On that beautiful autumn morning my instinct portended that nothing could happen to me out of the ordinary. I had a cup of black coffee, chain-smoked two cigarettes, donned my overcoat and, as I had nothing specific to do, I began roaming in the streets.
Although I do not much like being outdoors, sometimes I like to be lost in the streets and play almost always the same game; I probe my own stamina in relation to others. However, I always realize that the others, objects and nature injure my self-independence. I risk being absorbed or fossilized. I have just spoken of God’s absence … ah, I believe this absence resembles Apollo’s journey to the hyperboreans, the legendary denizens of the northernmost limits of the Earth. The issue of God repeats itself and tyrannizes me. Particularly, when I discover the wise complexity of simple things, such as chamomile; chamomile is the principal evidence of real divine manifestation. Anyhow, I was walking in the street, relatively calm, and – I stress it – sensing no foreboding whatsoever. And now that I am endeavoring to tell the story, I do not know if…
On the way I met several people being off somewhere; seriously now where were they heading to? Once on the bus I was watching them intensely and from time to time I furiously felt like asking them, once indeed I had an irrepressible desire to slap one of them in the face, so fierce was my fury that I forced myself to get off the bus at the next stop. What a quaint thing it is that I could be among them. Who, I? No definition of I could utterly satisfy me. Was the I messed up with the Self and split from Id? And was the Self connected with the I or did it act independently? And when I played cards with myself yesterday, when I was divided into two players, was it because I wanted to win and not myself? I hate definitions though I am attracted by aphorisms. I could hear my footfalls ringing on the pavement and I was startled as if they were not mine. I never knew precisely what belonged to me and what did not, or what my rights were and what not. Many a time I disputed my reflection the mirror puzzled over my features. I was unable to recognize myself or referring to me I would say: “I do not allow me this”, “I do not approve of me”, “and I like me” and other such similar things.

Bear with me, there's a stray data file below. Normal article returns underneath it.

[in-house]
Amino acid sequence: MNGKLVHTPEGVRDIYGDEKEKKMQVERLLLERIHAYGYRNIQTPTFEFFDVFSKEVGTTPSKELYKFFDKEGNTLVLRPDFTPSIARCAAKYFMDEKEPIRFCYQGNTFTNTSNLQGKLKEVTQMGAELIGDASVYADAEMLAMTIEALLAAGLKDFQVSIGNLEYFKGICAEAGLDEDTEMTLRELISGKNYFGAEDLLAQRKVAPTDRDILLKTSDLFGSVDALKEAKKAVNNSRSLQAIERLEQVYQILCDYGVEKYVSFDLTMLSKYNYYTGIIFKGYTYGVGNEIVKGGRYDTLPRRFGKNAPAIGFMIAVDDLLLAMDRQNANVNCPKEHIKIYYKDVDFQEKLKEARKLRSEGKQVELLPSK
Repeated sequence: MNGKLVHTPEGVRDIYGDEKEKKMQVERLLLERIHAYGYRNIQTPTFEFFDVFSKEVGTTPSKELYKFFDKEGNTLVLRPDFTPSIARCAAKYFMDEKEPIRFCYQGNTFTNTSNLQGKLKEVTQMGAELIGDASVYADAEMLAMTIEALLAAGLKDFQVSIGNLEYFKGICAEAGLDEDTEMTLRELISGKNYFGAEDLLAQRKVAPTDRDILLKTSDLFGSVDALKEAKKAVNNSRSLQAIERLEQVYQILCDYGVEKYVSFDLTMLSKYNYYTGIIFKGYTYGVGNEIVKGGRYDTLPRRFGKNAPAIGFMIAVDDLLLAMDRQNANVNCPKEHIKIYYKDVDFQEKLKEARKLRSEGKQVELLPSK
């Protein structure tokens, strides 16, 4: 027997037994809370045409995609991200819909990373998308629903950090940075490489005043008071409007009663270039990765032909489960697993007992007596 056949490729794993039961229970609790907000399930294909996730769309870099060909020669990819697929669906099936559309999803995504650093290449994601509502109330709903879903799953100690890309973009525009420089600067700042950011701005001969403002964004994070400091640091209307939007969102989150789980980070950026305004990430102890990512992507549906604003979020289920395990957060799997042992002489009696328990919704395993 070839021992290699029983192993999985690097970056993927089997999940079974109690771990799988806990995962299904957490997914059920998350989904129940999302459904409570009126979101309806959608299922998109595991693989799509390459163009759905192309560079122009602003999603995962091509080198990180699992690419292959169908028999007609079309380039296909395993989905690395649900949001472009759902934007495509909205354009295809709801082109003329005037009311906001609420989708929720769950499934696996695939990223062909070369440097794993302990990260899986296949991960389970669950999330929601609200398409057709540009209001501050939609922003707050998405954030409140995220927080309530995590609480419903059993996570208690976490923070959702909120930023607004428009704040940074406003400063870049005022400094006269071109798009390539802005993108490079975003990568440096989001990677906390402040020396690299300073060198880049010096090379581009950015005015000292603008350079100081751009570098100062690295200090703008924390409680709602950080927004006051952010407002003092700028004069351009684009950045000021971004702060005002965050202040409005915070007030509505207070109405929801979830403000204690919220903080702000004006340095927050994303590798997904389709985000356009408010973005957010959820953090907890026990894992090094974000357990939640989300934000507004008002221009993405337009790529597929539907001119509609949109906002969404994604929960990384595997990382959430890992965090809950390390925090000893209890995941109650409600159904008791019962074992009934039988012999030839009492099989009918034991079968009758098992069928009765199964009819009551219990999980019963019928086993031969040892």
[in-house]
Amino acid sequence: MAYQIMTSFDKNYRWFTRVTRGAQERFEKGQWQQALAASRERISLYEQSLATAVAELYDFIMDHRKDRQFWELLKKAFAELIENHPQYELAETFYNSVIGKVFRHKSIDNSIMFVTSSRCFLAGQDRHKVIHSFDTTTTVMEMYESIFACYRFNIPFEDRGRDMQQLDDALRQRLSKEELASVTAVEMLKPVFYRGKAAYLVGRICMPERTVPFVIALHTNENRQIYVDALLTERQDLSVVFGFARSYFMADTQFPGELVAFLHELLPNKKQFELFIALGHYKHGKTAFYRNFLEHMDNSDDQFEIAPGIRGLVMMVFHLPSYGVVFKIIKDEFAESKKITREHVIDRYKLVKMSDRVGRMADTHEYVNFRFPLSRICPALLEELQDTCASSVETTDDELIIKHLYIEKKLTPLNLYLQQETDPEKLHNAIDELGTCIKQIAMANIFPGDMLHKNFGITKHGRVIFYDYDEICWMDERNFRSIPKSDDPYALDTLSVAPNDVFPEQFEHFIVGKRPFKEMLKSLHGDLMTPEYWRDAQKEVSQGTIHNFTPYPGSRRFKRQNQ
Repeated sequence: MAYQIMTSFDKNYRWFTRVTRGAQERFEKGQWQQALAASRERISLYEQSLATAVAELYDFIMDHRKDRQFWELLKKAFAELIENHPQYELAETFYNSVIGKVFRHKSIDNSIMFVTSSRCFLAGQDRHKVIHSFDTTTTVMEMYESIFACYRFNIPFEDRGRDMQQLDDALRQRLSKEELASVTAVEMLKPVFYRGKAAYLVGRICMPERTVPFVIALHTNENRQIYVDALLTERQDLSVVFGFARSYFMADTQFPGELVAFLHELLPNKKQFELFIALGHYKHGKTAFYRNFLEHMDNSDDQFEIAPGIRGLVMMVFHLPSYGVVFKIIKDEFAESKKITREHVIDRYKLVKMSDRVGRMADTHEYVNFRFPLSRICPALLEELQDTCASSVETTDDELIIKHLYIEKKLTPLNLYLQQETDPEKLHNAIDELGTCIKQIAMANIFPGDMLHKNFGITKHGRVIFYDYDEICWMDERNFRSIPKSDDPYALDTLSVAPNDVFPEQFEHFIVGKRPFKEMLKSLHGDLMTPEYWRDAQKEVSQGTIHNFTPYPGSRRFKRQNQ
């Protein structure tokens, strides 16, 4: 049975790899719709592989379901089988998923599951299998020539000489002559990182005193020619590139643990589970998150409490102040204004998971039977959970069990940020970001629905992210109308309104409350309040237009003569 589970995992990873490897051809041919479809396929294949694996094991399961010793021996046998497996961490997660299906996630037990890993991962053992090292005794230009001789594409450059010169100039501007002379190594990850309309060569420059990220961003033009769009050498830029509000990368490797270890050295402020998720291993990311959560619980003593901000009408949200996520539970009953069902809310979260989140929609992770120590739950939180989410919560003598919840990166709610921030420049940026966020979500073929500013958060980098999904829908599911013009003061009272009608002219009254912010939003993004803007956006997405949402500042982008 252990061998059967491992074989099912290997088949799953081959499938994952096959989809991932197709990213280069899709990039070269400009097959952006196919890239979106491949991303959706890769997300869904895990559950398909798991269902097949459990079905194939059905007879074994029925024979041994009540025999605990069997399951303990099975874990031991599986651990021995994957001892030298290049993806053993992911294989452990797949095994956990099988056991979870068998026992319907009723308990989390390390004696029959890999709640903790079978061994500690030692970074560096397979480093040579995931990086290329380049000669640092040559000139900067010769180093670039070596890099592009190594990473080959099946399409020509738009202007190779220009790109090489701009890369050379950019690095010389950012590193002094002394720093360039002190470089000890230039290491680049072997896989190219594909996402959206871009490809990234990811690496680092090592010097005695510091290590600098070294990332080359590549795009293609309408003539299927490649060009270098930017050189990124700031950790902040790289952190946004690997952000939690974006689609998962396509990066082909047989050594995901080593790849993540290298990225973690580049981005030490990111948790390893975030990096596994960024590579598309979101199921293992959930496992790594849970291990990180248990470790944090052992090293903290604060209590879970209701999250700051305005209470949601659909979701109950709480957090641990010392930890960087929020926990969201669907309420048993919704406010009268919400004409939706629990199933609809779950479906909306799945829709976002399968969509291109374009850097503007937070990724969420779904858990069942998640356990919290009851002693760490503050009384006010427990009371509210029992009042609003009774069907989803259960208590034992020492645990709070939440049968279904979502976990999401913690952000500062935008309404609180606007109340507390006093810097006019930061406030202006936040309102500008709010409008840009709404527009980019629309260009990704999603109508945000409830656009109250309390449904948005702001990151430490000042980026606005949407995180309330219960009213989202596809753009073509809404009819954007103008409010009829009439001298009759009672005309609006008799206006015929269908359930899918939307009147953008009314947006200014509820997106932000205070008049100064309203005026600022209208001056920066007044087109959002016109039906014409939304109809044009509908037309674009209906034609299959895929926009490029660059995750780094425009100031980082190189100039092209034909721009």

I walked into a park and sat down on a bench. I lit a cigarette and looking around me I saw there was a deserted playground though it was the hour it should have been full of kids. I felt depressed as if I had seen an empty swallow nest. Beautiful clouds sailed high in the sky continuously changing shapes. How much would I rather watch the transience of the clouds than the steady brightness of the stars! I took out my notepad to draw when I felt lightheaded; I felt a movement as though I was being churned within the clouds. When I came to and opened my eyes, I saw a little girl crying silently on the next bench. She must have been around eight years old. I was taken aback for I am always disturbed by a child’s tears; I am utterly defenseless before a weeping child and I can’t stand seeing a child suffer. I would never reasonably want to have a child at the thought that it might suffer – all mothers are Medeas – I dare say, though I have much loved my own mother. The little girls went on crying. I had half a mind to go near her, but no sooner had I thought of it than I found myself sitting on the same bench. Her blond braids reached her spear-thin neck, and when she lifted her head to look up at me in a startle, I was overwhelmed by that queer dizziness again. Oh, my God, her look was poignantly familiar as though I had so many times scrutinized it in the mirror or in a photograph. “Why have you been crying” I asked almost in a silly way. Her sensitivity was also excruciatingly intimate. I felt a burden weighing desperately upon me and I had a déjà vu of this scene, as if I had relived it in a cloud. I asked her what her name was and she willingly told me. “Ah, we’ve got the same name,” I said laughing. Carried away by my mood, she also began to laugh. I was gently penetrating her brittle world. “What have you got in your pocket, jacks?” I asked pointing to her bulging pocket of her pinafore. She produced the jacks from her pocket and placed them symmetrically on the bench. I was enraptured, for I too as a kid was fond of playing at jacks for hours. “How about playing?” I suggested. A kind of ironical smile crowned her ruby colored mouth. She began the game and I marveled at the dexterity of her little fingers. Something gnawed inside me recalling the fact that I too was at her age when I had played at jacks with an unknown woman on a bench. “Why were you crying just a little while ago?” I asked again being less curious. I was being overwhelmed by a satanic clarity which was rendering me breathless. I already knew her answer before she spoke. “What kind of insight is this?” I marveled and tried to rein in my wayward thoughts. The child began to speak and I wanted to shout at her to stop, for alas I already knew everything.
The girl recounted on: